These days, there more factors interfering with our sex lives than ever before…
If you’re in a relationship, maybe you’ve just spent too much time under the same roof with your partner (especially during lockdown). If you’re single, maybe you’ve been afraid to meet new people—much less to be intimate with them—in the age of COVID-19.
Plus, both stress and anxiety are also notorious libido squashers. And I think we can all agree that we’ve been struggling under a wave of upheaval since this pandemic started…
So we certainly don’t need any extra issues standing in the way of sexual satisfaction. And yet, some of the most common medications prescribed by mainstream M.D.s can hijack your sex life in ways you may have never realized…
Antihypertensives and diuretics
I often point out that Americans want a pill for everything, but cardiologists are one of the worst offenders with the prescription pad.
They focus on one organ and one organ only—the heart. And they never stop to consider how those pills they’re doling out might affect other parts of the body. Needless to say, many men care about a different organ at least as much as their heart.
As a reminder, erections are vascular events that heavily rely on healthy microcirculation. So if you’re taking anything that interferes with your body’s ability to produce blood flow to the penis, voila—you’ve got erectile dysfunction (ED).
That’s why diuretics like spironolactone—or any other drug in that class of blood pressure medications—are notorious offenders.
Not to mention the fact that your heart rate is supposed to go up during sex, assuming you’re actually having fun. So antihypertensives (which lower your heart rate) might as well be designed to limit your excitement, too.
These drugs are typically prescribed for prostate issues, like benign prostatic hyperplasia (BPH). However, the first, early-generation drugs in this class—like terazosin and prazosin—are also antihypertensive medications.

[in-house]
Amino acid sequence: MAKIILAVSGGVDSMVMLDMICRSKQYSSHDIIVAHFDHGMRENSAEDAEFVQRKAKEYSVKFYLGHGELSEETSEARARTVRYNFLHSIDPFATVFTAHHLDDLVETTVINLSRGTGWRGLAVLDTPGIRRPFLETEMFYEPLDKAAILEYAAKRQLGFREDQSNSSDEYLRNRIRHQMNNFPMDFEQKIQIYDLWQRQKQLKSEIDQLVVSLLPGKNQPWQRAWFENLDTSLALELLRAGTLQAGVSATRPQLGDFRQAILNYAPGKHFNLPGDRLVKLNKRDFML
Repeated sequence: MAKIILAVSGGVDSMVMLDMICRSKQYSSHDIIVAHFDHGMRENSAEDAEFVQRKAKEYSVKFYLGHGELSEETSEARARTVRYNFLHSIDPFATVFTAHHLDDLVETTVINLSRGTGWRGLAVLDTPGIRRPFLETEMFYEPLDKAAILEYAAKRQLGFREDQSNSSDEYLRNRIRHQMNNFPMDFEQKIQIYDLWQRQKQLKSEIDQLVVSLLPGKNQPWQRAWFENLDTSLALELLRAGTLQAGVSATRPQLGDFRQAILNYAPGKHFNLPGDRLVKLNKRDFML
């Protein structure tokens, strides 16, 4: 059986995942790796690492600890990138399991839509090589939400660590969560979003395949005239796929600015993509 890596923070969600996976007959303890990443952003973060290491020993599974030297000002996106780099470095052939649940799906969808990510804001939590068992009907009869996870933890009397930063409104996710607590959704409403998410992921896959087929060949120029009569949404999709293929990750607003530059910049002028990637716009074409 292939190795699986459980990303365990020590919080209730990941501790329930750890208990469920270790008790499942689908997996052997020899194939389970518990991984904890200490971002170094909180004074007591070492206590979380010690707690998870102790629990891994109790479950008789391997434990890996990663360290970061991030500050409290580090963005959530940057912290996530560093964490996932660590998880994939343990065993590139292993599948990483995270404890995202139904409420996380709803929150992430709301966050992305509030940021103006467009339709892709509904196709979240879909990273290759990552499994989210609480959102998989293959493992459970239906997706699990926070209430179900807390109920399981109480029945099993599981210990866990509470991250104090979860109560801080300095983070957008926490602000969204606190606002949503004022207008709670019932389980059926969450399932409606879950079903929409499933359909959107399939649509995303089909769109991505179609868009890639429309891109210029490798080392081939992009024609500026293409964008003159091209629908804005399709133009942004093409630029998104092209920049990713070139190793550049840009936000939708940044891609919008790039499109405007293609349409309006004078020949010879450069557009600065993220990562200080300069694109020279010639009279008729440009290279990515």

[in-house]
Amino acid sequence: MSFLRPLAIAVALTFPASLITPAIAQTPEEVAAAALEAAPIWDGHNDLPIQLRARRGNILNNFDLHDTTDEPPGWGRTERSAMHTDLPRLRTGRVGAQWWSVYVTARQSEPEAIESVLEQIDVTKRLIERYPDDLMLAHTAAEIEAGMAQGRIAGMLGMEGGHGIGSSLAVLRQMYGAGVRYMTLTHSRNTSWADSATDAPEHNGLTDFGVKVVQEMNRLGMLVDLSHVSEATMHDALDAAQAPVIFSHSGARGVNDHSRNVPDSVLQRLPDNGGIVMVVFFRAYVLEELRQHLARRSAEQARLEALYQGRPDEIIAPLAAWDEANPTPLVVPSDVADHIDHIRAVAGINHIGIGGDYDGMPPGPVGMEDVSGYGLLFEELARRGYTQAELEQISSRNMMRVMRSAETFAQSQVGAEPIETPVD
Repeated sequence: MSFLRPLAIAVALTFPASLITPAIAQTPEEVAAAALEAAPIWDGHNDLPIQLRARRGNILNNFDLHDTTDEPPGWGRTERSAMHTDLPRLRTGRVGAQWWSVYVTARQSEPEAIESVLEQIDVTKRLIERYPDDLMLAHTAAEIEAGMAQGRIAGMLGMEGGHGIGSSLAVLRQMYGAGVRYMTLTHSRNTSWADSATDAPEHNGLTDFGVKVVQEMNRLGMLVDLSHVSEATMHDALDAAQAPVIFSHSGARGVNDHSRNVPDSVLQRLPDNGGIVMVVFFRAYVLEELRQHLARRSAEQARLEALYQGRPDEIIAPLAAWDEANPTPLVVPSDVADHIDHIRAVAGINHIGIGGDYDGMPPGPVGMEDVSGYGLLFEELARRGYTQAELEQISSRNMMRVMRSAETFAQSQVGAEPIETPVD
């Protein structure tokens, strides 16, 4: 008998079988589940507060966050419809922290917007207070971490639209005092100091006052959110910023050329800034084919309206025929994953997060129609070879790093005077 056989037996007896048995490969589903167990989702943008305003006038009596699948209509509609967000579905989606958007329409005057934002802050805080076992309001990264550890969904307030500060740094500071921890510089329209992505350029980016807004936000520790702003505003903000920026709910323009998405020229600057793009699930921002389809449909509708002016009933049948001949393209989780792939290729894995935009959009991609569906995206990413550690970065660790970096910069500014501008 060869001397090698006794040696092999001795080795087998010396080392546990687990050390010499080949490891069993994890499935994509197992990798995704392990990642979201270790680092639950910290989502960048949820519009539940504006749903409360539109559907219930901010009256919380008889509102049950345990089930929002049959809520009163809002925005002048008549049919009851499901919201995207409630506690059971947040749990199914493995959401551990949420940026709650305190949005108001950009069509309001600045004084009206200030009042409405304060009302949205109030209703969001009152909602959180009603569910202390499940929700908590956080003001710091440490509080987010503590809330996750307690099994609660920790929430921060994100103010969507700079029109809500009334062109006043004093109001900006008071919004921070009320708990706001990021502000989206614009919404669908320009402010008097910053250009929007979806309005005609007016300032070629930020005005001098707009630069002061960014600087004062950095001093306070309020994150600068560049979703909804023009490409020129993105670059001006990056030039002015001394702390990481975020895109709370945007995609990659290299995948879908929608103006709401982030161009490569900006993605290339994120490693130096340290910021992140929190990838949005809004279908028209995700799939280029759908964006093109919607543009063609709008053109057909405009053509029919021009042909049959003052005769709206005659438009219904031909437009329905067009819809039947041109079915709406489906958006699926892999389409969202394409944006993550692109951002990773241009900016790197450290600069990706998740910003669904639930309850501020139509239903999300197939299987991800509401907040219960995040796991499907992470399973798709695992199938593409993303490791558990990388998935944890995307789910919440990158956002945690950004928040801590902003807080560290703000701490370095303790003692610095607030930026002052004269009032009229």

And as I mentioned above, these can reduce blood flow to the penis and aggravate ED.
But there’s another side effect that’s common even in newer alpha-blockers (like tamsulosin or silodosin)—and that’s retrograde ejaculation, or “dry orgasm.” And while this may not bother everyone, it can be a big problem for some.
SSRIs and other antidepressants
As you know, selective serotonin reuptake inhibitors (SSRIs)—which include fluoxetine, paroxetine, sertraline, and more—are a class of drugs prescribed to treat depression and anxiety. These drugs have several concerning side effects—including sexual dysfunction.
SSRIs can cause problems for men and women, including delayed ejaculation and delayed orgasm. In fact, this is such a common side effect that doctors will often prescribe yet another pill to help.
But that’s not the only aspect of your sex life that could suffer.
Almost all antidepressants—including other classes of drugs, like tricyclic antidepressants, monoamine oxidase inhibitors, and antipsychotics—can crush your libido. And some (like citalopram) can lower your sperm count significantly, too.
Prostate Cancer Drugs
Advanced prostate cancer drugs—or any prostate cancer drug, for that matter—work by decreasing testosterone levels, which in turn can reduce libido. And that’s something all men should be made aware of.
At the end of the day, I’m not advising you to immediately stop taking any of these medications if you’re on them. Rather, I encourage you to start a conversation with your doctor—especially if your sexual function is suffering.
Of course, you might think that getting around the issue is as simple as taking a little blue pill. But PDE5 inhibitors like Viagra come with their own set of mood-ruining side effects—like headaches, nasal congestion, facial flushing, and heartburn.
So it’s a good thing there are so many alternative lifestyle change solutions to all of the drugs I mentioned above—whether it’s through proper diet, daily exercise, and/or targeted nutritional supplementation.
No matter what your concern is, you can bet I’ve got a recommendation for it. (And if I don’t, I encourage you to send me an e-mail at firstname.lastname@example.org so that I can consider covering it in the future.)
A quick search of the archives on my website will turn up detailed discussions—and subscribers to my monthly newsletter, Logical Health Alternatives, have access to all of that and more. So if you haven’t already, consider signing up today!
“6 Meds That Can Mess With Your Patient’s Sex Life.” Medscape Medical News, 01/19/2021. (medscape.com/viewarticle/943985)